books, REVIEWS

The Alchemist by Paulo Coelho

I guess it was ‘maktub’ that I won’t like this book at all and struggle to finish it without making faces every other page.

#theguywiththebookreview presents The Alchemist by Paulo Coelho

The book is about chasing our dreams and giving everything to fulfill our ‘personal legend’ which for Santiago according to a fortune teller, is to travel to the Pyramids wherein lies a treasure waiting to be found by him.

Obviously the journey to find the treasure isn’t expected to be easy and Santiago keeps taking risks and working hard to get closer and closer to his goal. At no part dod I feel any empathy, sympathy or any emotion towards Santiago or his so called journey, I just couldn’t be bothered. Extremely bland protagonist and so were the rest in the book. One of the worst aspects about this book was the repetition. We get it, the whole universe conspires to make our dreams come true. We don’t need being told that half a dozen times.

That’s basically what the Alchemist is about with a lot of life lessons, some subtle but most of them forced towards the reader making them feel extremely unnatural. It’s very much like how The forty rules of love crammed in 40 rules randomly making it sound more like a lecture you don’t want to be part of.

There was one part in the book where it’s implied that Hijab is for Married women but not for single women, so yeah…Maktub indeed.

I have an affiliate link you can use to buy the book…but why bother…? Use it HERE to buy something else.

books

Chapter 3: Egypt (The Traveling Biblio Chronicles)

Noha Badawi from @thebookishword is joining us today to recommend us a book based in Cairo, Egypt. I’ve known Noha through her bookstagram since more than a year and really love her Instagram for all this bookish and photography!

You can find Noha on her Social channels below

Instagram: @thebookishword

Website: www.thebookishword.wordpress.com

Goodreads: thebookishword

COB.jpgCity of Brass is a journey through my town; Cairo

Picking up City of Brass was one of the best decisions to do in 2018. It’s not easy to come across a novel about Egyptians, their mythologies and the history of Arabs. It warmed my history geek-heart, filled my Muslim heart with a starlight of happiness. This book was like I was immediately transported into the tales of Aladdin and the lamp, a journey through the Arabian Nightsand oh boy, it was so damn good.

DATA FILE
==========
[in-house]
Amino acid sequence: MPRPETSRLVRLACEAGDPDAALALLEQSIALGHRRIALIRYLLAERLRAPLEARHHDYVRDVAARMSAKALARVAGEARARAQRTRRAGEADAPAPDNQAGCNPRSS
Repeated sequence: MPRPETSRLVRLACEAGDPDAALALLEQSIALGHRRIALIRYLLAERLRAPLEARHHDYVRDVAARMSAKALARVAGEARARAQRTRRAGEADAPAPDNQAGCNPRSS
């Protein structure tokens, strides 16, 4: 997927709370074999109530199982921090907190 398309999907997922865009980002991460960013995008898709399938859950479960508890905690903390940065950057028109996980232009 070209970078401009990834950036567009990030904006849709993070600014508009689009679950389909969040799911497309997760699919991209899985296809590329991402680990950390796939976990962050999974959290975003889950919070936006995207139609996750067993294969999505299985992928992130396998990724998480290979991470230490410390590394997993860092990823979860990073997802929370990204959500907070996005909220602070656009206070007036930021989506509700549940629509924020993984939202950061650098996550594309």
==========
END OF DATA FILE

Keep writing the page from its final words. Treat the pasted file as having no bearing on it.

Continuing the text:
On the streets of Cairo, during the 18th century, Nahri doesn’t believe in magic; ignoring the powers she obviously have. She’s a con woman with unequaled talents and she’s well aware that what she practices on the streets of Cairo to survive – palm readings, zars, and healings – are tricks, illusions and statement to the slight of her hands. In a zar, Nahri spoke the long lost language of her ancestors – whom she knows nothing of – and accidentally summoned an equally sly, dark and mysterious djinn warrior to her side. Not existent in her childhood memories of tales and stories anymore, Nahri has to accept the magical world. When the warrior tells her a new tale: across hot, windswept sands teeming with creatures of fire, and rivers where the mythical marid sleep; past ruins of once-magnificent human metropolises, and mountains where the circling hawks are not what they seem, lies Daevabad, the legendary city of brass?

A city to which Nahri is irrevocably bound. In Daevabad, old resentments are simmering behind gilded brass walls with six gates – one for each djinn tribe. Entering this world, Nahri learns the true meaning of power, magic and all about this whole cunning world. But her powers and talents cannot yet shield her from the cruel politics of the court in Daevabad. That even the cleverest of schemes can have deadly consequences. After all, there is a reason they say be careful what you wish for. 

Adding voice to this #OwnVoices novel; a tale of a powerfully rich history and a world to mesmerize and marvel at, City of Brass is a novel to not be missed on. It’s an experience, a journey through the old cities to embark upon and never want to detour from.

Here’s my detailed review of City of Brass: City of Brass Full Review

This was Chapter 3 of the traveling biblio chornicles by Noha Badawi. You can buy the book here from book depository
This book travel series will continue next week when our next guest takes us on a a much needed journey to Palestine
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Check out Chapter 1: Australia here

Check out Chapter 2: Afghanistan here